The winner of an important photography award turned down the prize when he admitted that the image he submitted had been created by artificial intelligence.
Last week, the Sony World Photography Award was given to German artist Boris Eldagsen for his entry entitled Pseudomnesia The Electrician in the category of creative open.
The artist stated on his website that he entered the competition as “a cheeky monkey” to see if it was prepared to accept AI images.
He concluded, “They’re not.”
He asked his readers, “How many knew or suspected it was AI generated?” This doesn’t seem right to you, does it not?
“AI and photography shouldn’t compete in a competition like this. These are two different things. AI is not the same as photography.
I therefore will not accept this award.
Eldagsen claimed that he informed the organizers of the way his image was created, when they told him that he had won. He claims they responded by telling him he can keep the award.
He published a detailed description of his conversations with Creo, the award organizers. In this account, he seems to have repeatedly pressed them to explain why they did not initially reveal that his image was created using AI.
Eldagsen pointed out, too, that “pseudomnesia”, in Latin, means “fake memory”.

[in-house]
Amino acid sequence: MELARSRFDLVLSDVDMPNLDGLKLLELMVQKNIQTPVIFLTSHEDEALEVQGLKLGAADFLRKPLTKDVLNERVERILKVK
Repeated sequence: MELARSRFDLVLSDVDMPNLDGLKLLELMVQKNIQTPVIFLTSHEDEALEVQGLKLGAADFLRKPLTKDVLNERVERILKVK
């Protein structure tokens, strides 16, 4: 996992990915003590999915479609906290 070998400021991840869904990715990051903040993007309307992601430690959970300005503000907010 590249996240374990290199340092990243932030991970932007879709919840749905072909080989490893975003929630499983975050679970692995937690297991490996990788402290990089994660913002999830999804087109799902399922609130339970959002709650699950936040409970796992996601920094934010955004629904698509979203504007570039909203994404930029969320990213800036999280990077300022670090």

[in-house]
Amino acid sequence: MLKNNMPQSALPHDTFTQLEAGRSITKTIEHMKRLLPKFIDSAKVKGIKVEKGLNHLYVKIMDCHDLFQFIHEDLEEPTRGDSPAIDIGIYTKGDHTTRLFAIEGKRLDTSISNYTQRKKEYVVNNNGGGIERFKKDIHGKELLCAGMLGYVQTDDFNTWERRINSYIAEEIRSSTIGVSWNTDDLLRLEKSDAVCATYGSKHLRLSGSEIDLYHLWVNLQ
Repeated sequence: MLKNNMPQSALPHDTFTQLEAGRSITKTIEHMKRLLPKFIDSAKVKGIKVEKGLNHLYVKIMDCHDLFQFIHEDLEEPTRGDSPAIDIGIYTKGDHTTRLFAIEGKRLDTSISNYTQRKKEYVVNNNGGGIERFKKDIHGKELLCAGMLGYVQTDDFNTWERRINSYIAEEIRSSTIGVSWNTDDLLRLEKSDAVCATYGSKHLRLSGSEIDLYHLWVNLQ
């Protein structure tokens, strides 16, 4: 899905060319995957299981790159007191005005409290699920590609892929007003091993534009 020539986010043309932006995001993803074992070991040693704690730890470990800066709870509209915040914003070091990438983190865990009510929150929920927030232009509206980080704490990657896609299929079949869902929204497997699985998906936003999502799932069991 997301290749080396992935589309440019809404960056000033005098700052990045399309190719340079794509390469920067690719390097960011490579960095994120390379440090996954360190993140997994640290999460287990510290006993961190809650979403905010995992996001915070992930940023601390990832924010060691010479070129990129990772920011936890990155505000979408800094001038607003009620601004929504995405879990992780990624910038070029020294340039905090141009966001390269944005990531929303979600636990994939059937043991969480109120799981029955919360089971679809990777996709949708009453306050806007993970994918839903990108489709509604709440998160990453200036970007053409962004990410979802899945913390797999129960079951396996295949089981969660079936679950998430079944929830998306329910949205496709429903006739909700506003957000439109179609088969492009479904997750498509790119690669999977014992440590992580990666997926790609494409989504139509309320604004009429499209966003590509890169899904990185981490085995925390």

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The World Photography Organisation spokesperson confirmed that Eldagsen had admitted how the image was created before being announced the winner. He also said the photograph in question relied on his “wealth” of photographic knowledge and they were satisfied with the fact he met the entry criteria.
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They also stated that relations between the two have soured. “We were looking forward in engaging in a deeper discussion on this subject and welcomed Boris’ wish for dialogue, by preparing questions to be used in a Q&A dedicated with him for our site.
“As he now has decided to decline the award, we have suspended all our activities with this individual and have done so in accordance with his wishes.
“Given the actions he took and his subsequent statement indicating his deliberate attempt to mislead us and invalidating his warranties, we feel that we can no longer engage in meaningful and constructive dialog with him.
We acknowledge the importance of this topic and its impact on today’s image-making. We are looking forward to exploring this subject further via our channels and programmes, and we welcome the discussion around it.